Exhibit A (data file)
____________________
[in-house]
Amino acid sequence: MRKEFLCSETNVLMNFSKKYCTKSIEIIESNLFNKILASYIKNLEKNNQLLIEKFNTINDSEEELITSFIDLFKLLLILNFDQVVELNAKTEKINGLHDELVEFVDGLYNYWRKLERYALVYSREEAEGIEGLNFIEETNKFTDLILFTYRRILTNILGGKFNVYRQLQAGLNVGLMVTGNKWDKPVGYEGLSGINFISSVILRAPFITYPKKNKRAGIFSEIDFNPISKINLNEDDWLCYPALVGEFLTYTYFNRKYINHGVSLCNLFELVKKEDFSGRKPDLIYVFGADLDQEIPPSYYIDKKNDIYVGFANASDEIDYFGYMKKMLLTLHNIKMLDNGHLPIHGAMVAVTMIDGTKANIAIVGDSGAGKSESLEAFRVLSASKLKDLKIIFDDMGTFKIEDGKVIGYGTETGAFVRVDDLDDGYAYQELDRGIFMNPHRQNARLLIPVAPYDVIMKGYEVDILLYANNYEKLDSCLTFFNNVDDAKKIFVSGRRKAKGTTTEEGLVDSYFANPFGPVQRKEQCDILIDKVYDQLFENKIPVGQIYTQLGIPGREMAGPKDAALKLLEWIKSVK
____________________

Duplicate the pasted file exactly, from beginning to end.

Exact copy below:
[in-house]
Amino acid sequence: MRKEFLCSETNVLMNFSKKYCTKSIEIIESNLFNKILASYIKNLEKNNQLLIEKFNTINDSEEELITSFIDLFKLLLILNFDQVVELNAKTEKINGLHDELVEFVDGLYNYWRKLERYALVYSREEAEGIEGLNFIEETNKFTDLILFTYRRILTNILGGKFNVYRQLQAGLNVGLMVTGNKWDKPVGYEGLSGINFISSVILRAPFITYPKKNKRAGIFSEIDFNPISKINLNEDDWLCYPALVGEFLTYTYFNRKYINHGVSLCNLFELVKKEDFSGRKPDLIYVFGADLDQEIPPSYYIDKKNDIYVGFANASDEIDYFGYMKKMLLTLHNIKMLDNGHLPIHGAMVAVTMIDGTKANIAIVGDSGAGKSESLEAFRVLSASKLKDLKIIFDDMGTFKIEDGKVIGYGTETGAFVRVDDLDDGYAYQELDRGIFMNPHRQNARLLIPVAPYDVIMKGYEVDILLYANNYEKLDSCLTFFNNVDDAKKIFVSGRRKAKGTTTEEGLVDSYFANPFGPVQRKEQCDILIDKVYDQLFENKIPVGQIYTQLGIPGREMAGPKDAALKLLEWIKSVK